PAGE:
Victors desperation is now communicated. He is so obsessed with his work that he doesn’t even keep in contact with his family or his fiancï¿½e, Elizabeth back in Geneva. As the experiment undergoes, the music kicks off once more. It adds to the spookiness in the scene. The eels are then released in to the tank. The audience are given a close up of the electrodes producing electricity. (His experiments with electricity are not mentioned in the novel).
This is a significant shot because it constructs a daunting and spine-chilling effect. Victor then climbs on top of the tank and shouts “Live! Live!”. At last his experiment is successful. The creature opens its eyes and Victor shouts “Yes! Yes!” He turns the power off and dashes back to the tank. The monsters eyes are shut. Distraught, Victor yells “no!”. As he turns and walks away from the tank, he hears movement. Believing he still has hope he returns over to the tank. The creature reaches out for him and the tank falls sideways. As Victor is struggling with a goo-covered creature, it begins to sink in that he has done something terrible.
The music in the laboratory scene is powerfully utilised to heighten the feeling of suspense. This is created by the use of orchestral music. The key instruments include violins, drums and bass. It brings tension to the sense of Frankenstein’s anxiety. The music throughout the film creates non-diogetic sounds which adds to the dramatic effect of the scenes. This is important because the film would be nothing without creating a spooky effect. The tension built is like a balloon about to pop- you don’t know when it will happen.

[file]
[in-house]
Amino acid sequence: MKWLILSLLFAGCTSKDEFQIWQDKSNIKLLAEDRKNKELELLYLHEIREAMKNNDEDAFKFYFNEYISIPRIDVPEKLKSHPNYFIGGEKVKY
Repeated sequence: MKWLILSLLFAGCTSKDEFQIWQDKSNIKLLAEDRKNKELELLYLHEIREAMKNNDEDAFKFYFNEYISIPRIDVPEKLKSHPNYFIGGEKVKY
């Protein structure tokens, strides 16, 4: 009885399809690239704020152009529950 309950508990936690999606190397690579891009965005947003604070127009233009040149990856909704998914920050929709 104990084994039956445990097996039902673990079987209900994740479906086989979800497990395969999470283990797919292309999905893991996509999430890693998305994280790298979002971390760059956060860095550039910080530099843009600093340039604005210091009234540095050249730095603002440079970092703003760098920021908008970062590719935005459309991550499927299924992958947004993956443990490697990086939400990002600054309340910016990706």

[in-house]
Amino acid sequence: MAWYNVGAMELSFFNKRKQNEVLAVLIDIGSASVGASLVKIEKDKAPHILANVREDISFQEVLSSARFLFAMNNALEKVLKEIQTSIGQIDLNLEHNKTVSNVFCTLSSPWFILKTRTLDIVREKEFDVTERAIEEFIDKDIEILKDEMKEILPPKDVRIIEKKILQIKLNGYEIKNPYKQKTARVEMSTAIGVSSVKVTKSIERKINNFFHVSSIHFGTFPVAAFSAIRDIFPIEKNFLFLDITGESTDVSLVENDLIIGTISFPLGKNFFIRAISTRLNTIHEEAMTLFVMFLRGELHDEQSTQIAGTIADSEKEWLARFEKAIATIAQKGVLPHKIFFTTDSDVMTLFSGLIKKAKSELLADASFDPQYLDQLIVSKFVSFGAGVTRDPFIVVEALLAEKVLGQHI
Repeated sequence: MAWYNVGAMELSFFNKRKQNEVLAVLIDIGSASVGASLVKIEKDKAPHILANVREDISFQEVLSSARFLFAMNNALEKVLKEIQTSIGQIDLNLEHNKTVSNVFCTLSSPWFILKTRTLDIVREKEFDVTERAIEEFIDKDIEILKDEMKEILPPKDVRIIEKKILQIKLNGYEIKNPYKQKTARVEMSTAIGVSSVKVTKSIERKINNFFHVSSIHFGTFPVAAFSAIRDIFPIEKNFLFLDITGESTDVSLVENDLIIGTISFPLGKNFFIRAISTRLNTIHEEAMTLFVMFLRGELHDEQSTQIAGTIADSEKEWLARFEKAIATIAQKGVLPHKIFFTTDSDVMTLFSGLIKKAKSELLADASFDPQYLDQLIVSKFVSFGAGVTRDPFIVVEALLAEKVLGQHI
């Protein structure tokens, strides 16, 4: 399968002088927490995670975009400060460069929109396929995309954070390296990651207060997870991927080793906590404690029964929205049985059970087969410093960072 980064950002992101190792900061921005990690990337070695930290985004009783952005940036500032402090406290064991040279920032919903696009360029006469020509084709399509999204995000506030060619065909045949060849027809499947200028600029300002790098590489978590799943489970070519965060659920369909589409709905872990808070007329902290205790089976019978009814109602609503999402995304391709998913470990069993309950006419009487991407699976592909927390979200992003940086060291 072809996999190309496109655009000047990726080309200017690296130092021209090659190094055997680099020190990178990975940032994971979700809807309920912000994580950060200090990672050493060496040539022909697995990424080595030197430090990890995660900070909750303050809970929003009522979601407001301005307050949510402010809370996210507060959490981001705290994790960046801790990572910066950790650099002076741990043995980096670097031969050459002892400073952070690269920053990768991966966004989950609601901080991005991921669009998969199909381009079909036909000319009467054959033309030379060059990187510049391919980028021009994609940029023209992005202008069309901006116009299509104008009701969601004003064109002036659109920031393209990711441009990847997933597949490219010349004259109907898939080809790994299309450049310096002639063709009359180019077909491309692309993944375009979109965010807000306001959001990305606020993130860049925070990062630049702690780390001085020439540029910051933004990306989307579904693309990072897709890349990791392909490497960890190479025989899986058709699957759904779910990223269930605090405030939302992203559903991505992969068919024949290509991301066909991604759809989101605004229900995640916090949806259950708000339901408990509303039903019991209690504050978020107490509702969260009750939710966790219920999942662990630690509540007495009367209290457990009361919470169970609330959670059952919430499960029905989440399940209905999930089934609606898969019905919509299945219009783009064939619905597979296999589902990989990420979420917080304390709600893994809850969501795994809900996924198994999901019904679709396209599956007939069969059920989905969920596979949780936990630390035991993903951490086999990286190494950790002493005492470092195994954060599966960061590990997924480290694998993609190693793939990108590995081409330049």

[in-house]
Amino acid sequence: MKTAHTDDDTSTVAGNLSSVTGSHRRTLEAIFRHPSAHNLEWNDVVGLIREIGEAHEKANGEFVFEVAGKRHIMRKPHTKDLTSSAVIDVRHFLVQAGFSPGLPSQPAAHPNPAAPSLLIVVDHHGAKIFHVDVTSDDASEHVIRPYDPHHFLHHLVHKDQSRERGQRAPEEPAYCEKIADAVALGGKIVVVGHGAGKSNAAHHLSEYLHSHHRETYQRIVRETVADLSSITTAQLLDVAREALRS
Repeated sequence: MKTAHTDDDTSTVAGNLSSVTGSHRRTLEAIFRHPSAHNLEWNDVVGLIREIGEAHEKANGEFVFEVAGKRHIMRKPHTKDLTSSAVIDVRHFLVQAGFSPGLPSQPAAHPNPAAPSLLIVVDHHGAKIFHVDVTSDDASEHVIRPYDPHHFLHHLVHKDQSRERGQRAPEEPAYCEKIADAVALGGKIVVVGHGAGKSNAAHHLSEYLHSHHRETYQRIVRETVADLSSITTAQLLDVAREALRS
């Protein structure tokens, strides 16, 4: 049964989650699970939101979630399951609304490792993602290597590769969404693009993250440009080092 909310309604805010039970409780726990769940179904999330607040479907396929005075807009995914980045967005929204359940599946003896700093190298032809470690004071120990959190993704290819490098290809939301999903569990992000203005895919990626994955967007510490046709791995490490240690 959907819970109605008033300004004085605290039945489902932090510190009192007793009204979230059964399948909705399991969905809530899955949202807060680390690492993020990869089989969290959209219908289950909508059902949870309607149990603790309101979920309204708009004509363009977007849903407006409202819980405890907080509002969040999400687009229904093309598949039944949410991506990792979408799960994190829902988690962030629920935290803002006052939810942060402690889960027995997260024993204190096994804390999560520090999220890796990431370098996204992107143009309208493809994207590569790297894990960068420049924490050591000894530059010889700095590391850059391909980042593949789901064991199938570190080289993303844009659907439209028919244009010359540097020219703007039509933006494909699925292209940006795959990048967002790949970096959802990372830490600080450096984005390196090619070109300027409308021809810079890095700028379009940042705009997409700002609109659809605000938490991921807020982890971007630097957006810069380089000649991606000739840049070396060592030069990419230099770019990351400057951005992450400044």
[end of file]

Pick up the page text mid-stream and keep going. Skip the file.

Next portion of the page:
In addition to music, sound also plays a pivotal role in intensifying the suspenseful quality of this sequence. The clanking chains produce a really atmospheric scene and suggest something is about to happen. It makes the audience feel spooked. The sound of the crackling electricity also produces a spooky effect, as it sends a chill down your spine. The sound of gushing water plays an important role in the scene. It is a good example of a non-diogetic sound. Silence also plays an important role in the sequence. This occurs when he realises the creature is alive after all.
Another cinematic device that is instrumental in denoting tension and suspense is lighting. The atmospheric qualities suggest death and despair. When I watched the film I noticed minimal lighting such as candle lighting, natural light and soft spotlights. These add to the atmosphere in the scene where Victor is preparing for the experiment. I found that the natural light was most effective because it denotes Victor is shutting himself out from the rest of the world. He is too weak to face his family or friends and puts his life on the line for the sake of his experiments.
Mary Shelley’s Frankenstein recreates the genre in cinematic form. It brings dramatic quality to the sequence. I think this the best version of Frankenstein because it has a massive effect on the audience. The music heightens the feeling of suspense, the sound intensifies the suspenseful quality and the lighting denotes tension and suspense. Also, the spookiness in the laboratory intensifies it even more and has viewers on the edge of their seats throughout the scene.